7 tips and tricks to keep your baby healthy in winter
We show you how to beat the bugs and keep your little one cold-free over this season
The sniffle season is here and if you have little ones, the chances are they (and you) will be struck down at least once. On average, children get six to ten colds a year because their immune systems haven’t matured and are still building defences against bugs they encounter.
So if you don’t fancy spending the winter in a sea of snot again this year, give our cold-busting tips and tricks a try.
Do let the air in
Any enclosed space makes the perfect environment for passing bugs between people – but cars are the worst as you’re in such close proximity to each other. According to research at Australia’s Queensland University of Technology, if you’re sitting in a modern car (these are very well sealed) for 90 minutes with someone who has flu, your chance of catching that bug is 99.9 per cent. ‘But that falls to 20 per cent if you open the windows,’ says the university’s Professor Lidia Morawska.
Don't rely on sanitiser
Every mum has hand sanitiser in her bag and yes, it’s brilliant for killing bacteria. But colds and flu are caused by viruses and the jury’s still out on how well sanitiser combats these. In one ten-week trial, 12 people using hand sanitiser caught a cold, compared to 15 non-users. Washing your hands with soap and water is the best defence.
Do sneeze properly
In Australia and New Zealand, the SneezeSafe programme uses glitter and soap bubbles to show kids how bugs spread by touching or sneezing. One useful trick they teach is the Dracula Sneeze – sneezing into the crook of your elbow like Dracula hiding behind his cape. You don’t touch anything with this, so bugs are less likely to spread than if you sneeze in your hand.
Don't dose them up
Many of us grew up using over-the-counter cold medication but in 2009, considering that colds are usually short-lived and rarely harmful, regulators stopped recommending them for smaller children. ‘The best way to treat a cold is to ensure the child has plenty of rest and sleep, and that they are kept warm and drink plenty of fluids to avoid dehydration,’ says pharmacist Niamh McMillan. ‘If they have a mild fever and are over three months, paracetamol can help reduce it. If symptoms don’t improve after a few weeks, or worsen, we’d recommend you see your GP.’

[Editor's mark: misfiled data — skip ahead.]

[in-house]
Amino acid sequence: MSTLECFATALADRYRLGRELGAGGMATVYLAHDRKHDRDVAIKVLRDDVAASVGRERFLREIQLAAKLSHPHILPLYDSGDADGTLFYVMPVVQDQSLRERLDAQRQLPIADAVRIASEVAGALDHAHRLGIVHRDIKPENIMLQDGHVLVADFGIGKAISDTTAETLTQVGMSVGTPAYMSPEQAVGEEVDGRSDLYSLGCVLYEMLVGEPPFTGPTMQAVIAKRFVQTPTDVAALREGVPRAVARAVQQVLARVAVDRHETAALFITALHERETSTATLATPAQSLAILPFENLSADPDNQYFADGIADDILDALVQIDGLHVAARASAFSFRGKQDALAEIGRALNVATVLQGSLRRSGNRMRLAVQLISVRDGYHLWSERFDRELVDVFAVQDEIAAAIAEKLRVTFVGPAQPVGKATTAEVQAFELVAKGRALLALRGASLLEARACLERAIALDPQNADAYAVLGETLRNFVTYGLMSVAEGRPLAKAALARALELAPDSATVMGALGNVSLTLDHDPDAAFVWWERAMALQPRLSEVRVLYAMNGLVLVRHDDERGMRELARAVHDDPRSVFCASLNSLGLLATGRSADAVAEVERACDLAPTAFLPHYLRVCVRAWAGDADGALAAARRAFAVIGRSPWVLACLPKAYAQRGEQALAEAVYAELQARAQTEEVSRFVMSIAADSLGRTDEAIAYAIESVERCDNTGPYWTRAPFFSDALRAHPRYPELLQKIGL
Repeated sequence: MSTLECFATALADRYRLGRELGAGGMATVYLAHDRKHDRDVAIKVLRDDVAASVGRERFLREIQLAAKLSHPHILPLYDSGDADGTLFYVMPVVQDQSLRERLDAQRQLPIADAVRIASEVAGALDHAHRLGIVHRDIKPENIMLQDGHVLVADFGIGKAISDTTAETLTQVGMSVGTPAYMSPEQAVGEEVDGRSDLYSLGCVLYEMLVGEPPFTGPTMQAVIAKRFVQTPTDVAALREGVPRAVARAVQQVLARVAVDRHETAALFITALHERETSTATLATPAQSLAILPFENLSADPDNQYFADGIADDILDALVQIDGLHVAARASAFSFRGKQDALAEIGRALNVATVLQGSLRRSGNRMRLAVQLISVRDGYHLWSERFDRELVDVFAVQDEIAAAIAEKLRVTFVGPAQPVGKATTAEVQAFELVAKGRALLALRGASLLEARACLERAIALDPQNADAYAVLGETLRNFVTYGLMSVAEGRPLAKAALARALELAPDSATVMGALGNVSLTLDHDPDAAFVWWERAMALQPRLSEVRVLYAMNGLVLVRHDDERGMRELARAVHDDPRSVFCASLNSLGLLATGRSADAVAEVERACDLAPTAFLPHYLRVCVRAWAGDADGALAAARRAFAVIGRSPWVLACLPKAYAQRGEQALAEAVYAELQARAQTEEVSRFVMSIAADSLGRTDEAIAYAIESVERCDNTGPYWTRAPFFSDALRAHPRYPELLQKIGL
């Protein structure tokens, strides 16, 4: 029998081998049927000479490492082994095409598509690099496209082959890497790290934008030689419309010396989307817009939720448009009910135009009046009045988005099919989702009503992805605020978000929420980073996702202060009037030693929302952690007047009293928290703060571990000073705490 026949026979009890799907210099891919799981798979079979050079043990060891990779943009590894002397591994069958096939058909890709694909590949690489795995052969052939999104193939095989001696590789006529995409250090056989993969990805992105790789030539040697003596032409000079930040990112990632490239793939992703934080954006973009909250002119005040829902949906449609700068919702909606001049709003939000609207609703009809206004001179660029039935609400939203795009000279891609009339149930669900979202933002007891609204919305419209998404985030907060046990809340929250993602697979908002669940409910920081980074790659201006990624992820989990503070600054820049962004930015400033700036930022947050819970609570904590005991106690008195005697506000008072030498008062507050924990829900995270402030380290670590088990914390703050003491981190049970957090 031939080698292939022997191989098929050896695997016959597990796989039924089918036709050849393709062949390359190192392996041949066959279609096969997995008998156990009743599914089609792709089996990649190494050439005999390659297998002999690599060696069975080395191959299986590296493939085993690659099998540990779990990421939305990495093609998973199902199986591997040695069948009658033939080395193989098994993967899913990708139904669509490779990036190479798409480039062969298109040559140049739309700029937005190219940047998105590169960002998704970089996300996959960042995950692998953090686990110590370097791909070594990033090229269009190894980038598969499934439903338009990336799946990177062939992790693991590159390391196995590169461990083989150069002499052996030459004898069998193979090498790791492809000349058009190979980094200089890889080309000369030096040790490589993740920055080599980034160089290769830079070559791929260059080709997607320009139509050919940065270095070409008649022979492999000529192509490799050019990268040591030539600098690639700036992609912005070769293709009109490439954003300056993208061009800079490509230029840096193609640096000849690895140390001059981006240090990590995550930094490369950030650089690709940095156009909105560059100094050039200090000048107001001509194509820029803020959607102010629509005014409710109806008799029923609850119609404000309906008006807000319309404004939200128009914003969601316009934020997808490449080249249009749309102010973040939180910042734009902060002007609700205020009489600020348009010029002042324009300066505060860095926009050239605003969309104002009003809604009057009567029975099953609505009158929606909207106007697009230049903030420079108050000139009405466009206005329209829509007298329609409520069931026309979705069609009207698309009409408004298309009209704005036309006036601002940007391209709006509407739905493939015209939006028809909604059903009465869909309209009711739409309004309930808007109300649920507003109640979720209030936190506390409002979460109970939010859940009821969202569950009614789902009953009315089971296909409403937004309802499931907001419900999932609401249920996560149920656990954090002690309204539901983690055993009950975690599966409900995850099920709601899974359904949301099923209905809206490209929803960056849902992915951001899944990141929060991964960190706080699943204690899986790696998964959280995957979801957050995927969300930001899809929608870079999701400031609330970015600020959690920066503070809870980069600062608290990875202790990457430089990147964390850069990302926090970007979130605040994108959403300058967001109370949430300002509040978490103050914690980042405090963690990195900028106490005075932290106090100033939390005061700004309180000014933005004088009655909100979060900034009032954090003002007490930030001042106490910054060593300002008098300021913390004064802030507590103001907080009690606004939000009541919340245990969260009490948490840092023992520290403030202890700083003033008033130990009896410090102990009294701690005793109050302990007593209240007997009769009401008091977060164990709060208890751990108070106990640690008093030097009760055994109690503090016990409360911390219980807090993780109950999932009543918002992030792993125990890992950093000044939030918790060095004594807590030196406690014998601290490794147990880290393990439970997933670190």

Do keep an eye out
In most cases, colds and flu will clear up in a few days. But Dr Di Cuffa says it’s still important to keep an eye on coldy kids – just in case their symptoms have another cause. ‘Babies can’t tell you how they feel but you can learn to identify red flags like high temperature, rapid breathing rate, cool extremities, crying, persistent drowsiness, being off their food or having dry nappies. See your GP if your baby has any of these.’ Keep an eye out for rashes too.
Don't skip the flu jab
While colds are harmless, flu can be a problem – not only does it make you feel considerably worse, but it can be very serious for some people, who are recommended to have the vaccination. Here’s a guide to who can have it for free on the NHS.
Babies: Tots over six months can have the NHS flu vaccine (given in a nasal spray) if they have a long-term health condition such as low immunity.
Toddlers: Children between two and three on 31 August 2017 (so born between 1 September 2013 and 31 August 2015). Children in reception years 1-4 are also eligible.
Do have hot drinks
Research from the (now closed) Common Cold Research Centre at Cardiff University led by Professor Ron Eccles found hot drinks to be an underrated cold soother. In his trial, drinking blackcurrant cordial with hot water relieved symptoms including runny nose, sore throats and coughs within 15 minutes. Even better, though, is chicken soup, which actually reduces inflammation of the respiratory tract.
Words Helen Foster